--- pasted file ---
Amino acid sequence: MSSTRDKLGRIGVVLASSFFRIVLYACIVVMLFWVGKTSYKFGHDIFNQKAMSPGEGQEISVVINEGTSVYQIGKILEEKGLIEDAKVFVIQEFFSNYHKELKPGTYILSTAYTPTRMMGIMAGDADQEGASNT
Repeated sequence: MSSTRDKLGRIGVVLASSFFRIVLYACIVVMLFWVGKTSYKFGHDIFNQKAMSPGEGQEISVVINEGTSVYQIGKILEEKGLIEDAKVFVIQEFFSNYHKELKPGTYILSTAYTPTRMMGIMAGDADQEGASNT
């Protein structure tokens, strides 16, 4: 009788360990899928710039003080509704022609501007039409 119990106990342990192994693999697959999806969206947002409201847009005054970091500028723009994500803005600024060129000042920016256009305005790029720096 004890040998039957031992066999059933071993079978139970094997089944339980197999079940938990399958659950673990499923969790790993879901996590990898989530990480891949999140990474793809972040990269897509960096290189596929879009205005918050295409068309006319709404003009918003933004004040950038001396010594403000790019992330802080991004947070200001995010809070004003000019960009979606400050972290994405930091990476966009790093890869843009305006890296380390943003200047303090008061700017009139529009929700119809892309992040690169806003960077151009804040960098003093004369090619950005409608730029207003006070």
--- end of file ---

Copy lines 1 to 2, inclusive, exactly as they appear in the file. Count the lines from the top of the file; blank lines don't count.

Amino acid sequence: MSSTRDKLGRIGVVLASSFFRIVLYACIVVMLFWVGKTSYKFGHDIFNQKAMSPGEGQEISVVINEGTSVYQIGKILEEKGLIEDAKVFVIQEFFSNYHKELKPGTYILSTAYTPTRMMGIMAGDADQEGASNT
Repeated sequence: MSSTRDKLGRIGVVLASSFFRIVLYACIVVMLFWVGKTSYKFGHDIFNQKAMSPGEGQEISVVINEGTSVYQIGKILEEKGLIEDAKVFVIQEFFSNYHKELKPGTYILSTAYTPTRMMGIMAGDADQEGASNT